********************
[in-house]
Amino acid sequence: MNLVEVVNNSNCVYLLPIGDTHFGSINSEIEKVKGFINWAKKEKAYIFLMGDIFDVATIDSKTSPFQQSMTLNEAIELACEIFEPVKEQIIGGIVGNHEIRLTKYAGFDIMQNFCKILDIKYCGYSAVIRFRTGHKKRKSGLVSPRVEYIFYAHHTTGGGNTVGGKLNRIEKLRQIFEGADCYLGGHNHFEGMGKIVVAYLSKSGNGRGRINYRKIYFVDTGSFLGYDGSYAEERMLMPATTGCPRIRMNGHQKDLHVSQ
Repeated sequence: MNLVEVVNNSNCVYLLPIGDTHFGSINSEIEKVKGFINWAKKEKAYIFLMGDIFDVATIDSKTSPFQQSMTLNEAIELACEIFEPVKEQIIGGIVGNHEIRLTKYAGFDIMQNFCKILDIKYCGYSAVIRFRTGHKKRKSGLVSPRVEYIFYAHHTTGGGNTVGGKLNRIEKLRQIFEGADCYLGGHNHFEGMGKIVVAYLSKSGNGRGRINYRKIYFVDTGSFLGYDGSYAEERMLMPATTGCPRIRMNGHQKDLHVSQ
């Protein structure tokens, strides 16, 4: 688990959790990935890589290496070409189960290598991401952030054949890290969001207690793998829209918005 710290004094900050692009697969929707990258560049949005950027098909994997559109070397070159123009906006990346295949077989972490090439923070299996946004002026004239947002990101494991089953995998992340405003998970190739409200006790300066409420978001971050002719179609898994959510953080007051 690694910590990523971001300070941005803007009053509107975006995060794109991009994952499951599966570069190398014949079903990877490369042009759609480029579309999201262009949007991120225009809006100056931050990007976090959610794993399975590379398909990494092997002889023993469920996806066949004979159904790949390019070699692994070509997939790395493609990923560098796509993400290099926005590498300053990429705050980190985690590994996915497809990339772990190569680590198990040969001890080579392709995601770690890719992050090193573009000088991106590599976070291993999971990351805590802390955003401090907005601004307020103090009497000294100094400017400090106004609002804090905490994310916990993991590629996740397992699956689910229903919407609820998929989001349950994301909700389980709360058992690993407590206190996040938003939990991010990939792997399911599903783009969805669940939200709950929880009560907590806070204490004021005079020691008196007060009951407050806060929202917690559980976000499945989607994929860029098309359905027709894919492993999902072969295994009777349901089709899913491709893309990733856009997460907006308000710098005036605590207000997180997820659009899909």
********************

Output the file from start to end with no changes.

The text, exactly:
[in-house]
Amino acid sequence: MNLVEVVNNSNCVYLLPIGDTHFGSINSEIEKVKGFINWAKKEKAYIFLMGDIFDVATIDSKTSPFQQSMTLNEAIELACEIFEPVKEQIIGGIVGNHEIRLTKYAGFDIMQNFCKILDIKYCGYSAVIRFRTGHKKRKSGLVSPRVEYIFYAHHTTGGGNTVGGKLNRIEKLRQIFEGADCYLGGHNHFEGMGKIVVAYLSKSGNGRGRINYRKIYFVDTGSFLGYDGSYAEERMLMPATTGCPRIRMNGHQKDLHVSQ
Repeated sequence: MNLVEVVNNSNCVYLLPIGDTHFGSINSEIEKVKGFINWAKKEKAYIFLMGDIFDVATIDSKTSPFQQSMTLNEAIELACEIFEPVKEQIIGGIVGNHEIRLTKYAGFDIMQNFCKILDIKYCGYSAVIRFRTGHKKRKSGLVSPRVEYIFYAHHTTGGGNTVGGKLNRIEKLRQIFEGADCYLGGHNHFEGMGKIVVAYLSKSGNGRGRINYRKIYFVDTGSFLGYDGSYAEERMLMPATTGCPRIRMNGHQKDLHVSQ
């Protein structure tokens, strides 16, 4: 688990959790990935890589290496070409189960290598991401952030054949890290969001207690793998829209918005 710290004094900050692009697969929707990258560049949005950027098909994997559109070397070159123009906006990346295949077989972490090439923070299996946004002026004239947002990101494991089953995998992340405003998970190739409200006790300066409420978001971050002719179609898994959510953080007051 690694910590990523971001300070941005803007009053509107975006995060794109991009994952499951599966570069190398014949079903990877490369042009759609480029579309999201262009949007991120225009809006100056931050990007976090959610794993399975590379398909990494092997002889023993469920996806066949004979159904790949390019070699692994070509997939790395493609990923560098796509993400290099926005590498300053990429705050980190985690590994996915497809990339772990190569680590198990040969001890080579392709995601770690890719992050090193573009000088991106590599976070291993999971990351805590802390955003401090907005601004307020103090009497000294100094400017400090106004609002804090905490994310916990993991590629996740397992699956689910229903919407609820998929989001349950994301909700389980709360058992690993407590206190996040938003939990991010990939792997399911599903783009969805669940939200709950929880009560907590806070204490004021005079020691008196007060009951407050806060929202917690559980976000499945989607994929860029098309359905027709894919492993999902072969295994009777349901089709899913491709893309990733856009997460907006308000710098005036605590207000997180997820659009899909």